If you find that you have too many guests already, there are polite ways to uninvite them. Understandably, this is a difficult and intimidating decision to make. However, keep in mind that the fewer guests you invite, the less money you have to spend to accommodate them.

To avoid this awkward situation, here are some tips on how to curate your elopement guest list:

  • Think about your guests one by one. Is there anyone who makes you feel uncomfortable or insecure about yourself? If so, you should consider uninviting them from your special day. Prioritize yourself on your special day.
  • Who do you want to be there? You may have felt pressured to invite someone to your elopement in some cases. They might be a friend of your parent, someone to whom you owe a favor, and so on. If you find that you invited them because of pressure, consider uninviting them.
  • Do you want guests in the first place? To reiterate, this is your special day. Your and your partner’s preferences and decisions must be respected. If guests are not something you want at your wedding, then everyone else should stand by that.

Do It Yourself Where Possible

woman putting on her own makeup

You do not have to hire someone for every aspect of your elopement; you can take care of some of the tasks. Here are some areas where you can utilize your skills:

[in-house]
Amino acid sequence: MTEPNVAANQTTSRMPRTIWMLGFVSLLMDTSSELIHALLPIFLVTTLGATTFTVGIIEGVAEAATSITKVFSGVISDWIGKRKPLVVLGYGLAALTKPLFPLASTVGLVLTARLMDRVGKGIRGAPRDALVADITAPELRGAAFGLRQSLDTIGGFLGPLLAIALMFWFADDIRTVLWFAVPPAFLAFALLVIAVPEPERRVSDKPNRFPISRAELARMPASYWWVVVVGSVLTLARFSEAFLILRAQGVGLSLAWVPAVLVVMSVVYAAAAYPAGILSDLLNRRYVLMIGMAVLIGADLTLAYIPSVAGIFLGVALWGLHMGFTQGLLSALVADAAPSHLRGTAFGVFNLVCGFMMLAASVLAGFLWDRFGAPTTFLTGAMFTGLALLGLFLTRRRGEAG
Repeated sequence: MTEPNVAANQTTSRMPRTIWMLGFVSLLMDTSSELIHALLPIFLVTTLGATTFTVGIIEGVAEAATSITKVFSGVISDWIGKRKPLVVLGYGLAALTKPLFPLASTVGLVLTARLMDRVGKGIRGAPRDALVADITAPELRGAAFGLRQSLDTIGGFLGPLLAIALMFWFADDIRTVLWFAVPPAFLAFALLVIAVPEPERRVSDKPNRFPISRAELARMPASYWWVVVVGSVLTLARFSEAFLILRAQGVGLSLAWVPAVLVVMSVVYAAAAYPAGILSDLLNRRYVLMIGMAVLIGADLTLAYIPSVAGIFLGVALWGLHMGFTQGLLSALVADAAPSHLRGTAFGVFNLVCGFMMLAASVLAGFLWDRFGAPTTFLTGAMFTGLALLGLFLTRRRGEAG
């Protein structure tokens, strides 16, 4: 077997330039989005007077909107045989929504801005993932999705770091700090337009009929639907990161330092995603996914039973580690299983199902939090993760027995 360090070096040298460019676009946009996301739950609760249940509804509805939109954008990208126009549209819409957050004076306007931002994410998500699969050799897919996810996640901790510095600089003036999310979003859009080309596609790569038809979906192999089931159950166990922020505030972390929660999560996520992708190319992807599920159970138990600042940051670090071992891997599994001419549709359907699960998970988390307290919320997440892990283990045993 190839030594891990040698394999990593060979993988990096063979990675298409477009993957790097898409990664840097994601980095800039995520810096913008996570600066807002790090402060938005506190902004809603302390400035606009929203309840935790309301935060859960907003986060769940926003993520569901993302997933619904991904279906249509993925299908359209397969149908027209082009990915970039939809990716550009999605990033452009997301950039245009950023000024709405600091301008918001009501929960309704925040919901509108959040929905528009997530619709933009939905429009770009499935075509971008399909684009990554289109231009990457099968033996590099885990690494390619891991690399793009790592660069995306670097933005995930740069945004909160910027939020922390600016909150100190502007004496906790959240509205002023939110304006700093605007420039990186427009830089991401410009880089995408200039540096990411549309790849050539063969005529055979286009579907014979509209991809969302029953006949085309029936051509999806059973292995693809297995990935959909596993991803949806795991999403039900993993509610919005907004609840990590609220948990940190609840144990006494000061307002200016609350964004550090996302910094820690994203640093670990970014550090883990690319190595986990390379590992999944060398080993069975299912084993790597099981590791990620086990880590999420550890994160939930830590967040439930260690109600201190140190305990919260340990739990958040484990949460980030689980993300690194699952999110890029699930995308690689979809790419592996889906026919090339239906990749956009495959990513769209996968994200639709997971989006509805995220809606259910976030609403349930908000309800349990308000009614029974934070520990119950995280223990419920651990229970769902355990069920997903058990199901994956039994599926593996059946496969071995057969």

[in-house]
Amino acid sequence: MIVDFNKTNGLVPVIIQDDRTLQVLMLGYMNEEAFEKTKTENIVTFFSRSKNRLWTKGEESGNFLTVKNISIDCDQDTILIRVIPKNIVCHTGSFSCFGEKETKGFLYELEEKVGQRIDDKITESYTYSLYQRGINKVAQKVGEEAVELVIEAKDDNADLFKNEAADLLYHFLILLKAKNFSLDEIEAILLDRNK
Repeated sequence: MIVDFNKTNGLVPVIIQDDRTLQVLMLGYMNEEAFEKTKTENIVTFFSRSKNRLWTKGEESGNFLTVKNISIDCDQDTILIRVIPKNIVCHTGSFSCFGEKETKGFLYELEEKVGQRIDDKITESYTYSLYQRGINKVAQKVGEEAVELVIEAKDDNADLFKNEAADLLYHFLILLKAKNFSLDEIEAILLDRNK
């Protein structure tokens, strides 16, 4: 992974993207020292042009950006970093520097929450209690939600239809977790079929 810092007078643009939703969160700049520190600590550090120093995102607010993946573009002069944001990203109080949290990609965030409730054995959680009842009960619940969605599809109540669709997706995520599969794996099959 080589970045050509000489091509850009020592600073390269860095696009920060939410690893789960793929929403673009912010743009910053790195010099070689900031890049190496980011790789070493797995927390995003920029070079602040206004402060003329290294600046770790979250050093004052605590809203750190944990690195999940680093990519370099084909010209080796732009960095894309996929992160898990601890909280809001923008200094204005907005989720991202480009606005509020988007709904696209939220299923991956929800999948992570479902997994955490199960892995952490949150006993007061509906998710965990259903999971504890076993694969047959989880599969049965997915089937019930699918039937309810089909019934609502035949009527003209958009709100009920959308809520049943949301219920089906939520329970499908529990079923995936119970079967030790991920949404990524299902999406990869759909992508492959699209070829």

• Invitations and other related stationery. There are many applications wherein you can create a design for your stationery. Some even have templates you can edit to suit your tastes. You can use Canva, Photoshop, and other editing software to accomplish this task. From here, you can print the stationery or distribute them digitally. Doing the latter will also lessen expenses.
  • Hair and makeup styling. You probably already style yourself every day. Regardless, there are plenty of tutorials available online. If you are unsure about your skills, give yourself time to practice.
  • Attire alterations. The costs of suit and dress alterations can quickly pile up. If you have the skills and equipment, consider tailoring your attire. However, be careful with making this decision, as you only get one attempt.